Are We Nearing the End of Failed Mandatory Minimum Sentences?

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The amount of prison time doled out by courts to perpetrators of non-violent, drug crimes are often excessively severe, sometimes more than 100 years in prison. In one particular case, a man was sentenced to a lifetime behind bars for possessing a bag with traces of cocaine. In another case, a man with no prior record is now serving a 25-year prison term for selling his pain pills to an undercover informant. These two individuals are just a few of the many serving years in prison due to harsh mandatory sentencing laws.

Keeping non violent criminals incarcerated for decades leads to overcrowded conditions and billions of taxpayer dollars. The mandatory minimum sentences for drug offenses have led to prisons vastly exceeding their maximum capacity. The United States has seen a 500 percent increase in the number of inmates in federal custody over the last 30 years.

The goal of these harsh laws is to deter would-be criminals from committing crimes when they realize that they could spend for the rest of their lives behind bars. This plan sounds good in theory, but has failed in practice. Hosting them is not cheap; it costs around $50,000 to keep one person in prison for one year in California alone. Although America has only five percent of the world’s population, it hosts 25 percent of the world’s prison inmates.

The issue of overcrowded prisons is alarmingly prominent in the United States, as other countries have adopted more effective means of dealing with individuals who commit minor offenses. For example, in 2001, Portugal became the first European country to abolish all criminal penalties for personal drug possession, and since then many countries around the world have followed suit. Drug users in Portugal are also provided with therapy rather than prison sentences. Research commissioned by the Cato Institute found that in the five years after the start of decriminalization, illegal drug use by teenagers declined, the rate of HIV infections transmitted via drug use dropped, deaths related to hard drugs were cut by more than half, and the number of people seeking treatment for drug addiction doubled.

Finally, the United States has realized the gravity of the situation and decided to take action. Recently, Assistant Majority Leader Dick Durbin and Senator Mike Lee introduced the Smarter Sentencing Act to reduce the number of harsh drug sentencing policies in the United States. Essentially, the goal of the Smarter Sentencing Act is to reserve the use of federal resources for the offenders of the most serious crimes. Lawmakers supporting this bill hope that it will cause judges to use less harsh punishments such as community service or drug therapy. Making these changes could save taxpayers billions in the first years of enactment alone.

Specifically, the Smarter Sentencing Act would amend the federal criminal code so that defendants without prior record who did not commit a violent crime receive a less severe sentence. The bill also aims to reduce the chance that prisons reach their maximum capacities and lower prison housing costs.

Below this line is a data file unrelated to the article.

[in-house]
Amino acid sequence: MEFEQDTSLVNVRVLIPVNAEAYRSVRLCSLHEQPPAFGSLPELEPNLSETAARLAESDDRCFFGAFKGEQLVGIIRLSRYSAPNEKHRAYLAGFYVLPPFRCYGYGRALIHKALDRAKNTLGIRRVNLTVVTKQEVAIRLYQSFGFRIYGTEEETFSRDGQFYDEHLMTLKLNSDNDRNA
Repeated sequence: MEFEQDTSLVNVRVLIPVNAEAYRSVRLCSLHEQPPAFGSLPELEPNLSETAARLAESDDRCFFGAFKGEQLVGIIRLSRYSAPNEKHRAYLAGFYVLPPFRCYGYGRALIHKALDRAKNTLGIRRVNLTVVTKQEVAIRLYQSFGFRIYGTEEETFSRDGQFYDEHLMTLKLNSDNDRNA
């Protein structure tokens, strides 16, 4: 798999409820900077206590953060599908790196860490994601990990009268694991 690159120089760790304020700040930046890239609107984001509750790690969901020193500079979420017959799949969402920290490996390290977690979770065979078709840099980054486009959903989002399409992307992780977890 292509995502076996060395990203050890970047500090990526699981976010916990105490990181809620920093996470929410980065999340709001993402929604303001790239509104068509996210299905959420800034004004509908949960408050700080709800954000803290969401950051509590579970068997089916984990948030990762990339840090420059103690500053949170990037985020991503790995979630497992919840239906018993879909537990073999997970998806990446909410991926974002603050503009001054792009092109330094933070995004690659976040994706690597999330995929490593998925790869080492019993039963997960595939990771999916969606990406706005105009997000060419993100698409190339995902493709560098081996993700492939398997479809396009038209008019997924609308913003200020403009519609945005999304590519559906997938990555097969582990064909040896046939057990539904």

How would the Smarter Sentencing Act impact current laws?

Under current guidelines, a first-time drug offense involving at least 10 but not more than 20 grams of methamphetamine has a recommended sentence range of 27-33 months. Under the new guidelines, the same quantity of methamphetamine would have a sentence range for a first-time offense of 21-27 months.

Attorney General Eric Holder is urging lawmakers to fast track a solution to this problem, stating that “this over-reliance on incarceration is not just financially unsustainable. It comes with human and moral costs that are impossible to calculate.”

Because Democrats and Republicans agree that the extreme sentencing problem is a serious one, prospects are good that this bill has a chance for success. Both parties more or less concede that there is a problem when looking at the prison system in the United States. Former Vice Presidential Candidate Paul Ryan is one of the prominent conservatives expressing his support for reform of current mandatory minimum sentencing laws.

I think we had a trend in America for a long time on mandatory minimums where we took away discretion from judges. I think there’s an appreciation that that approach has some collateral damage—that that approach is missing in many ways…I think there is a new appreciation that we need to give judges more discretion in these areas.

-Paul Ryan

The push to pass the Smarter Sentencing Act is gaining momentum, as almost a year has passed since its introduction in the House in October 2013. Hopefully, with continued support for this legislation, it will soon become law and alleviate the growing problems associated with extreme mandatory minimum drug sentences.

Marisa Mostek (@MarisaJ44loves globetrotting and writing, so she is living the dream by writing while living abroad in Japan and working as an English teacher. Marisa received her undergraduate degree from the University of Colorado in Boulder and a certificate in journalism from UCLA. Contact Marisa at

Featured Image Courtesy of [Barnellbe via Wikimedia]

Marisa Mostek
Marisa Mostek loves globetrotting and writing, so she is living the dream by writing while living abroad in Japan and working as an English teacher. Marisa received her undergraduate degree from the University of Colorado in Boulder and a certificate in journalism from UCLA. Contact Marisa at



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